South Korea's job growth is showing clear signs of improvement, with the government planning to roll out "preemptive" measures to help cushion the negative impact from the inevitable restructuring of some troubled businesses, the presidential office said Sunday.
Hwang Deok-soon, senior Cheong Wa Dae secretary for job creation, said the government expects more than 200,000 jobs to be added this year.
He cited the latest data on job creation. In August, the jobless rate hit a six-year low of 3 percent, according to the data compiled by Statistics Korea. It's the lowest for the month. The number of employed people reached 27.3 million in August, an increase of 452,000 from the same month in 2018.
"Signs of job recovery are clear. What the government especially takes note of is that such job improvement is evident in all age groups, not in just some specific categories," he told a press briefing.
Hwang Deok-soon, senior Cheong Wa Dae secretary for job creation (Yonhap)
Based on the figures, he said, the number of jobs to be added throughout this year is expected to reach the middle of the 200,000 level.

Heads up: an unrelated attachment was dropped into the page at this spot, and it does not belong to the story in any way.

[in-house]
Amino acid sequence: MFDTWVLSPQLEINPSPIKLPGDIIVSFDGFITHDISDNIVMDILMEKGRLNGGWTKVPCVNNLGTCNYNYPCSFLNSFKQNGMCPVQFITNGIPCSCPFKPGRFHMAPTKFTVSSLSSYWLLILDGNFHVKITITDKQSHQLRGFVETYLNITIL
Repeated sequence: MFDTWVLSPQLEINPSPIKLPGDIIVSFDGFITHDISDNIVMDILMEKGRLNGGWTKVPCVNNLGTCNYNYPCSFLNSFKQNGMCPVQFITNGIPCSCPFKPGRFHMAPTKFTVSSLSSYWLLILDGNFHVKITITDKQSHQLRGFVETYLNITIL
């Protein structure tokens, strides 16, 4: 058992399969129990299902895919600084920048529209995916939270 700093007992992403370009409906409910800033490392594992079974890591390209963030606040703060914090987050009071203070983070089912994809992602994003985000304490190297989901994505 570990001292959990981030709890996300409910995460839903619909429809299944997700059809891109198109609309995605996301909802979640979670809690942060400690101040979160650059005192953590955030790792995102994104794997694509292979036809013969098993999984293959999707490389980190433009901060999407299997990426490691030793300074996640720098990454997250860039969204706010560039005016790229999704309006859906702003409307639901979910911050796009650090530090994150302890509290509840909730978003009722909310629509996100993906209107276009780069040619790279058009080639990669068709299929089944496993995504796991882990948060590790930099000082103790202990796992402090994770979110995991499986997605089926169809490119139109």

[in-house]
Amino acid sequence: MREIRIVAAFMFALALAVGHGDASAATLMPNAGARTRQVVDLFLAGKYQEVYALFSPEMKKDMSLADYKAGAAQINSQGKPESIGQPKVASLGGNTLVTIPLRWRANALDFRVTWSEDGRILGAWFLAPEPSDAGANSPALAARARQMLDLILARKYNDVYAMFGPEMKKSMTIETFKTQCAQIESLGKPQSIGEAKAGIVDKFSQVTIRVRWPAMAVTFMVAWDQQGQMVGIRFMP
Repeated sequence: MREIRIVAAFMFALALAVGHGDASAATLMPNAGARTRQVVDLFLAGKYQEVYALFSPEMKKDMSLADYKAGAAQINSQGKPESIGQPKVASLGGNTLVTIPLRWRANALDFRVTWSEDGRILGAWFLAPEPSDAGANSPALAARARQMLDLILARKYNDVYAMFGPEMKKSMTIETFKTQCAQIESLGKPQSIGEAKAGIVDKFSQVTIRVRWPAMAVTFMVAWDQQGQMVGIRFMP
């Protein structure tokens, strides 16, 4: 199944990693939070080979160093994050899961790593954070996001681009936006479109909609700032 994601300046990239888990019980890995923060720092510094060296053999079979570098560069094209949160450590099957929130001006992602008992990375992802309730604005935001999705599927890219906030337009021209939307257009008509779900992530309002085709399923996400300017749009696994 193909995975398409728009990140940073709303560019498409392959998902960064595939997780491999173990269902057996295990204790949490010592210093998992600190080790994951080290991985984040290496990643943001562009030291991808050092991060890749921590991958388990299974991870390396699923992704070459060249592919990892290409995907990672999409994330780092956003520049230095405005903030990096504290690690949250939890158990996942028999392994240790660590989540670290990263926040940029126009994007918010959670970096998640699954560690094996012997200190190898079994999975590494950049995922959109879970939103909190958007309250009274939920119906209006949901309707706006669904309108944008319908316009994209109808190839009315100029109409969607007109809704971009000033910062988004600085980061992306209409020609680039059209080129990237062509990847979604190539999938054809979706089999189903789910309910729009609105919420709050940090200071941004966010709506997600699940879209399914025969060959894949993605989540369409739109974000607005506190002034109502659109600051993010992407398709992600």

The government initially predicted a monthly average increase of 150,000 on payrolls and revised the forecast up to 200,000 in the second-half growth projection. And the January-August average recorded 249,000.
"Given the recent trend, it's expected that (we) will be able to raise the estimated figure (for this year) up to the middle range of 200,000," the official said.
In order to maintain the growth pace, Hwang said the government will "unwaveringly" push for measures to support industries exposed to risks, as the economic outlook remains uncertain.
When it comes to economic policies, it's important to make steady policy efforts, as it's hard to pull off accomplishments overnight, he said.
He also underlined the need to push for corporate restructuring at the earliest possible phase so as to minimize potential job losses.
"As the economic environment changes, we are in an age where constant restructuring and structural change are inevitable," he said. "Proactively carrying out restructuring where it's necessary is the way to reduce pain."
To that end, the government plans to soon introduce policies in detail aimed at helping companies or industries that fit into those categories, as well as other support measures, such as job sharing, he added.
A Cheong Wa Dae official, meanwhile, admitted continued trouble in efforts for job growth for those in their 40s. The number of jobs decreased 127,000 in the age group in August, while that for those in their 60s rose 391,000.
The job problem for people in their 40s is a "painful part" for the government, the official told reporters on background. (Yonhap)